Successful UX design doesn't happen through luck. Great design happens when UX strategy has been applied. UX strategy is a science, made up of tried and tested theories that have been proven to work. Instead of diving in blindly and hoping for the best, taking time to consider UX strategy will stop you wasting time and energy correcting mistakes after you've gone live.
Our expert tips will set you on the path to UX success, and when you're done designing you'll need to test your product so check out our pick of the best user testing software around. Creating a new site but want it to be straightforward? Choose the right website builder.
1. Define your strategy
Before you start planning your strategy, it would make sense to understand what it entails and whether or not you actually need one based around the user goals and business strategy. But investing in a UX strategy makes sense and businesses that do so enjoy increased ROI and enhanced productivity, as well as reduced product development risk.
2. Research and learn
Research would be the very first thing any UXer should start with. A well designed strategy is founded on a bedrock of data-driven research and will give you a clear idea of ‘who, what, why, when and how’. Research can be done using two types of methods – quantitative and qualitative. Qualitative methods tend to be stronger for answering ‘why’, while quantitative methods do a better job of answering ‘how’.
3. Plan user stories and scenarios
Based on the research you’ve obtained, you can now define your users as personas, which will then allow you to start creating user stories, scenarios and user flows. User stories highlight the needs that may differ from user to user, and these stories are elaborated upon through scenarios. Lastly a user flow can be created based on these stories and scenarios.
We now have a solid idea of how our product will flow, and now we can begin to explore creative ideas. This can be done the old fashioned way by using a pen and paper and can be done alone or as a team (if you're working with a team, top cloud storage will keep the process cohesive). These sketches will then lead on to wireframes and will give you a clearer idea of the layout and functionality. Then we can start adding some functionality by creating prototypes.
5. Consider communication and usability
As the saying goes, ‘content is king’ as it’s the content that feeds the design. Dealing with content can be tricky. Have we got the right images? And do we need a UX writer? Then we need to think carefully about accessibility and usability, are we complying to set guidelines and regulations. For us, to be user-centric we need to make sure our product is open ground for the targeted user.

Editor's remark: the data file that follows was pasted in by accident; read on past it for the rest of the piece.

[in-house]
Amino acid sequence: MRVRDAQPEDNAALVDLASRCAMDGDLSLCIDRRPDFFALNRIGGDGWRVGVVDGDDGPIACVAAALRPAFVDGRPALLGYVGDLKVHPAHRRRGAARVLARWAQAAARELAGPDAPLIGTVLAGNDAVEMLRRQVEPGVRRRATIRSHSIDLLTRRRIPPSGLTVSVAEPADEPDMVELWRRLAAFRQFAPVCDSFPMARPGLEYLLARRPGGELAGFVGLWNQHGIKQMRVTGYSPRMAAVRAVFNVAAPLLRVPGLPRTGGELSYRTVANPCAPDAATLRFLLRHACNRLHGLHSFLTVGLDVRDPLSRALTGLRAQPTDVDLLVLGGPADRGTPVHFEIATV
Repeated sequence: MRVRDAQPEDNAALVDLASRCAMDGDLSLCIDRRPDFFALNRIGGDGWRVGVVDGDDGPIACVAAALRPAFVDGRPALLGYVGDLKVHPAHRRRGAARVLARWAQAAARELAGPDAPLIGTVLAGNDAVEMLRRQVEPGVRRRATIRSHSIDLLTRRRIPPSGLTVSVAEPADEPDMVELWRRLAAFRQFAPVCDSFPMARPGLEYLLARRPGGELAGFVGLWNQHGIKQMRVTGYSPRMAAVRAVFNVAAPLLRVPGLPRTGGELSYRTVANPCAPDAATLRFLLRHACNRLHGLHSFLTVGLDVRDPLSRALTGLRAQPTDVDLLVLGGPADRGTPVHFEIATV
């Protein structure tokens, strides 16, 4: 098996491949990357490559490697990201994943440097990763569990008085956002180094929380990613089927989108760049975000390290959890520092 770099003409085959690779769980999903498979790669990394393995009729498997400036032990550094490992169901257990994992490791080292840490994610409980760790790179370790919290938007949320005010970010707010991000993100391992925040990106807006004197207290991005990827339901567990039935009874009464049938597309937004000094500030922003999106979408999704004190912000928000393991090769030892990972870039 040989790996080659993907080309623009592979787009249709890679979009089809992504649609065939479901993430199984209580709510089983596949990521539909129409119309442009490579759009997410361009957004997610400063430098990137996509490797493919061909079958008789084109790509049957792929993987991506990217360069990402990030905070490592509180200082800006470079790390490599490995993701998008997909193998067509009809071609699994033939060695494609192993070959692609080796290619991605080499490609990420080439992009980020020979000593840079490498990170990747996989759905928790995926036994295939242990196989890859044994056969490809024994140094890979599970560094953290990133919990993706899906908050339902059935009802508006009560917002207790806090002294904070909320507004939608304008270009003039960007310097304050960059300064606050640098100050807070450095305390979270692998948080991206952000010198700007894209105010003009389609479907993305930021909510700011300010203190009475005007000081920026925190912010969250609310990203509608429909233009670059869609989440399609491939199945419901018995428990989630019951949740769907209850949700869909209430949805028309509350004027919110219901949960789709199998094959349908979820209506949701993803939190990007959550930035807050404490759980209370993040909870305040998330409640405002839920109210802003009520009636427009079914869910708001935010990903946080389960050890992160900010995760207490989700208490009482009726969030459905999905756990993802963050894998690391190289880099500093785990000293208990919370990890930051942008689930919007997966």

6. Begin the visual design
At this point we are now ready to begin the visual design. This step can be somewhat subjective as most designers have their own process. But in general you would expect designers to create a style guide or a UI pattern library first. You could also create mood boards that allow you to get inspiration from others. And lastly think about responsiveness (mobile first) and how they will interact with your product.
7. Test your product
Designing products is all about creating the best experience you can. So testing it in various ways is vital to its success when it’s put out there in the real world. A/B testing is a great way of assessing things and is probably the most common way of testing, along with surveys or polls that allow you to ask your active users for their honest opinion.
Don't forget - do your research
The saying goes, if you’re not doing research, then you’re not doing UX. Basically, user research is the comprehensive and multi-layered activity whose aim is to collect information about the potential target audience of the product. The user researchers collect and then analyse the information obtained from real users, and this outcome usually allows the UX design team to work on the optimal solutions that will make the product user-friendly, less problematic and more attractive.
The research can be done by many ways, but offering user surveys (quantitative) doing face-to-face interviews (qualitative), creating personas and arranging focus groups, are the most popular ways and will return the most useful data. Even though research will weed out potential issues, it should also be remembered that removing the mistakes in design, even if it’s already high-fidelity level, is faster, cheaper and less painful for users than fixing negative issues with an already launched and operating product. And remember, once your site is live, decent web hosting will provide invaluable analytics.
Check out the Complete Beginner’s Guide to UX Research for more information and direction.